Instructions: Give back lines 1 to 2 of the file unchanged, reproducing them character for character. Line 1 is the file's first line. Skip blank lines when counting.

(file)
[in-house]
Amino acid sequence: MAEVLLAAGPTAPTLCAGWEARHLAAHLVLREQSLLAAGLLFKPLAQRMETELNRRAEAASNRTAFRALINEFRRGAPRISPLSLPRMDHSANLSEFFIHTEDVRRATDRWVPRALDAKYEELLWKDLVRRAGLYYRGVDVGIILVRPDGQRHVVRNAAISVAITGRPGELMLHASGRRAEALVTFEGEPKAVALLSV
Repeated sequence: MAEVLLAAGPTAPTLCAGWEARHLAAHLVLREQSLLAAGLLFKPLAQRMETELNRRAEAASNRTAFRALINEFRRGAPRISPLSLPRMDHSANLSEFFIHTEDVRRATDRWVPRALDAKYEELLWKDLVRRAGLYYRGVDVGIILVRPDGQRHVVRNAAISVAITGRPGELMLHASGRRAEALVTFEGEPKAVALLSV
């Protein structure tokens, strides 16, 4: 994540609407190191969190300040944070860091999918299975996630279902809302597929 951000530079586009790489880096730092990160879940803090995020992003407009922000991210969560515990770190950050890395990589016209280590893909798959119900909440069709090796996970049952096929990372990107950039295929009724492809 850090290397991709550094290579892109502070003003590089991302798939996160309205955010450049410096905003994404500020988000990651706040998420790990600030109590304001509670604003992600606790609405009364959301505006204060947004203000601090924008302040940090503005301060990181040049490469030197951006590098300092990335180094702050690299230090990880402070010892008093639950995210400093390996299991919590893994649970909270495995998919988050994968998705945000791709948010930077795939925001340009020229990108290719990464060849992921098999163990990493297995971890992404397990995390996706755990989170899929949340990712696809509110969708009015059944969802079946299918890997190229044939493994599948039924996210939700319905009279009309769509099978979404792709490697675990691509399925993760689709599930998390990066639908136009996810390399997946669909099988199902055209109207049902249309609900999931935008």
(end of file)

[in-house]
Amino acid sequence: MAEVLLAAGPTAPTLCAGWEARHLAAHLVLREQSLLAAGLLFKPLAQRMETELNRRAEAASNRTAFRALINEFRRGAPRISPLSLPRMDHSANLSEFFIHTEDVRRATDRWVPRALDAKYEELLWKDLVRRAGLYYRGVDVGIILVRPDGQRHVVRNAAISVAITGRPGELMLHASGRRAEALVTFEGEPKAVALLSV